UNICEF in Parliament

Ensuring that children remain a priority in the State budget

Sudeshan Reddy
UNICEF South Africa/2018/Reddy
23 November 2018

Cape Town - A few days after the commemoration of World Children’s Day, UNICEF was invited to address the Appropriations Committee of Parliament. This was in the context of the government’s Medium-Term Budget Policy Statement (MTBPS), an annual exercise and an example of democracy in action as key civil society actors provide perspective and analysis on how the budget is likely to affect ordinary citizens.

In her welcome address, the Chairperson of the Committee, Ms. Pinky Phosa, commended UNICEF for its presence and noted that “we appreciate you coming to us.”

In his presentation, UNICEF South Africa Country Representative Sanjay Wijesekera presented an evidence-driven case for ensuring that the support given to children by Government is maintained. He highlighted the long-term damaging effects that a potential reduction in budget allocations will lead to and commended the Government of South Africa for its commitment to safeguarding children through, among other efforts, meaningful budgetary commitments. From ensuring that all eligible young children receive the Child Support Grant, service providers are paid on time to avoid disruptions to services, and commending the government for its continued support of children’s programmes, the UNICEF presentation made a case for there to be no reductions in governmental budgetary support for children.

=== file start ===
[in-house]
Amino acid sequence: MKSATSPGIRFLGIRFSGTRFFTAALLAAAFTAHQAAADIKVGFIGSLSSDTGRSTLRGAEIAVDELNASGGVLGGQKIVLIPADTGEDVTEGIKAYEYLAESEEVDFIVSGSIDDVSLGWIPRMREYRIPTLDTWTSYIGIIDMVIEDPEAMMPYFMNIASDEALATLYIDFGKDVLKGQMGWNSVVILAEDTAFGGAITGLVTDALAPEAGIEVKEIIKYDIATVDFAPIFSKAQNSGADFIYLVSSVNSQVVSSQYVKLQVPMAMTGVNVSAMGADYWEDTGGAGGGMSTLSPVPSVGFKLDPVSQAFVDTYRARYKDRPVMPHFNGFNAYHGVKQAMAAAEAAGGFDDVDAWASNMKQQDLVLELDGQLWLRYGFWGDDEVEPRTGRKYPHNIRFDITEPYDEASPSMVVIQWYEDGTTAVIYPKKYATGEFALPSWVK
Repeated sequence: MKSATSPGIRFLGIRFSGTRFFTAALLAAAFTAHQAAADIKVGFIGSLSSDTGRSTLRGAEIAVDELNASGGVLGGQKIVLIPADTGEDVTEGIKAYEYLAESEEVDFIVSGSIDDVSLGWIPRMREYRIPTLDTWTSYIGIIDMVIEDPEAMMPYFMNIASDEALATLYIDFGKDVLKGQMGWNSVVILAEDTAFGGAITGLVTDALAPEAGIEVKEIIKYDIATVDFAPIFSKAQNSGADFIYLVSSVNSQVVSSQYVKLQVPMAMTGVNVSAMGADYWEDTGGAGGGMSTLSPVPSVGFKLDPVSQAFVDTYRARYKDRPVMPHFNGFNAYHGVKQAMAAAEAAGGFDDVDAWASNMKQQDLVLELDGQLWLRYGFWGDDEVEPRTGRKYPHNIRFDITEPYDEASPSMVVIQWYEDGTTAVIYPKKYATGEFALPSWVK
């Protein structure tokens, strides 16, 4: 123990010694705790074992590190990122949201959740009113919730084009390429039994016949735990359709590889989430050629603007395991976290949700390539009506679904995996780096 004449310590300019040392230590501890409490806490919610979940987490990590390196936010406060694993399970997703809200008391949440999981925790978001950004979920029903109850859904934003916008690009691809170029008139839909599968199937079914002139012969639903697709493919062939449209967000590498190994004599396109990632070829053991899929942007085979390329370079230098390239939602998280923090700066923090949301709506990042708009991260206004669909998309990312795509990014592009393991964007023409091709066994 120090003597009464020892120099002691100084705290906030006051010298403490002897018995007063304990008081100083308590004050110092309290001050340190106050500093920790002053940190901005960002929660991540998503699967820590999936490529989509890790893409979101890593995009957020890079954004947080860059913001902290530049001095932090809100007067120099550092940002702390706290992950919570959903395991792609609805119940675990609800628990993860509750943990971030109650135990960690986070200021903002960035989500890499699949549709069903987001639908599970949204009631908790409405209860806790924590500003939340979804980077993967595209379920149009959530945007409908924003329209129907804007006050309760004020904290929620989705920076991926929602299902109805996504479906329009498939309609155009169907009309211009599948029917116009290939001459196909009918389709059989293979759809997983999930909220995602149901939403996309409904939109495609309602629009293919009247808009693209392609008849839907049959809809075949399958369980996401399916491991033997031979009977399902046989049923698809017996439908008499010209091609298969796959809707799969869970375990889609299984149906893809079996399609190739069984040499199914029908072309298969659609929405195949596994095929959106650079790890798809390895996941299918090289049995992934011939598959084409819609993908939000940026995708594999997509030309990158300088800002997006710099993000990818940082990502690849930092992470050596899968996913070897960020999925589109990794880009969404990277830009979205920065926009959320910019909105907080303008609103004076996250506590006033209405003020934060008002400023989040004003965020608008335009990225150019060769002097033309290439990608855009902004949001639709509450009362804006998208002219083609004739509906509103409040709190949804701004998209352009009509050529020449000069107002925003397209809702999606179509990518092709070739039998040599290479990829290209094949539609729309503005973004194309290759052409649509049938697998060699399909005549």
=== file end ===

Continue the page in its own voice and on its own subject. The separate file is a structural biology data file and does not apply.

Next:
UNICEF South Africa/2018/Reddy
UNICEF South Africa Country Representative Sanjay Wijeskera addresses the Budget Appropriations Committee in Parliament

UNICEF was thanked by the parliamentarians present for providing tangible recommendations which will be shared with all the necessary parliamentary stakeholders. In the committee’s official report, it adopted one of the key UNICEF recommendations requiring the National Treasury and line departments to prevent and eliminate non-payment of service providers that deliver critical services for children.

Both Mr Wijesekera and UNICEF South Africa Social Policy Specialist, Russell Wildeman addressed the questions posed by the Committee with regard to the priority areas of UNICEF and where the organization can add the most value.

Parliament is a powerful symbol of the vibrancy and accountability that characterize South Africa’s democratic process and UNICEF will continue to engage with this key institution in a collective effort to give all children the best start in life.